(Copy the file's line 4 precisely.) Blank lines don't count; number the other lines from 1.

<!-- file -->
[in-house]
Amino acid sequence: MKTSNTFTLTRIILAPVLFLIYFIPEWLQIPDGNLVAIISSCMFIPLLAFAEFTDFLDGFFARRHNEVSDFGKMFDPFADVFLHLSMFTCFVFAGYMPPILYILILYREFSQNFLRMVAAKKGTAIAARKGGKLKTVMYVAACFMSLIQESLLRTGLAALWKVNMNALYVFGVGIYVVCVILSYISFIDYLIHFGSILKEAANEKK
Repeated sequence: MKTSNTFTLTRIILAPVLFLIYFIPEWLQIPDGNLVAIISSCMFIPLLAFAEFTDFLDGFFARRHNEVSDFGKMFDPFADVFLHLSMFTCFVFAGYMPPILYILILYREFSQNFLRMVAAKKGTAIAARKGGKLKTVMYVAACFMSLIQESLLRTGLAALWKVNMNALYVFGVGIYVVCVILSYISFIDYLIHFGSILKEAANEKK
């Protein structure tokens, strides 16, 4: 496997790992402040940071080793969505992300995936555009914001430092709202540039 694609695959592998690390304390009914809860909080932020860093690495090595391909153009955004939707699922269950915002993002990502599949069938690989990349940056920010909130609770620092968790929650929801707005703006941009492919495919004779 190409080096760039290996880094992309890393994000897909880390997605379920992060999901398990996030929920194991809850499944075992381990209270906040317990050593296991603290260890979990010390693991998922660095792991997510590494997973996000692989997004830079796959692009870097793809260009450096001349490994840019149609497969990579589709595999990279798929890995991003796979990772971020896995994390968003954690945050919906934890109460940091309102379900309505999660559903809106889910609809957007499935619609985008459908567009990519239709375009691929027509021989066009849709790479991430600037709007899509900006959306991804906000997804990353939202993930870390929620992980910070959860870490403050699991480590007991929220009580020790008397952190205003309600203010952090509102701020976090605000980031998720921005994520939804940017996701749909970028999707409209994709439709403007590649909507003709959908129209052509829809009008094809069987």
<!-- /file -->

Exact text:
């Protein structure tokens, strides 16, 4: 496997790992402040940071080793969505992300995936555009914001430092709202540039 694609695959592998690390304390009914809860909080932020860093690495090595391909153009955004939707699922269950915002993002990502599949069938690989990349940056920010909130609770620092968790929650929801707005703006941009492919495919004779 190409080096760039290996880094992309890393994000897909880390997605379920992060999901398990996030929920194991809850499944075992381990209270906040317990050593296991603290260890979990010390693991998922660095792991997510590494997973996000692989997004830079796959692009870097793809260009450096001349490994840019149609497969990579589709595999990279798929890995991003796979990772971020896995994390968003954690945050919906934890109460940091309102379900309505999660559903809106889910609809957007499935619609985008459908567009990519239709375009691929027509021989066009849709790479991430600037709007899509900006959306991804906000997804990353939202993930870390929620992980910070959860870490403050699991480590007991929220009580020790008397952190205003309600203010952090509102701020976090605000980031998720921005994520939804940017996701749909970028999707409209994709439709403007590649909507003709959908129209052509829809009008094809069987």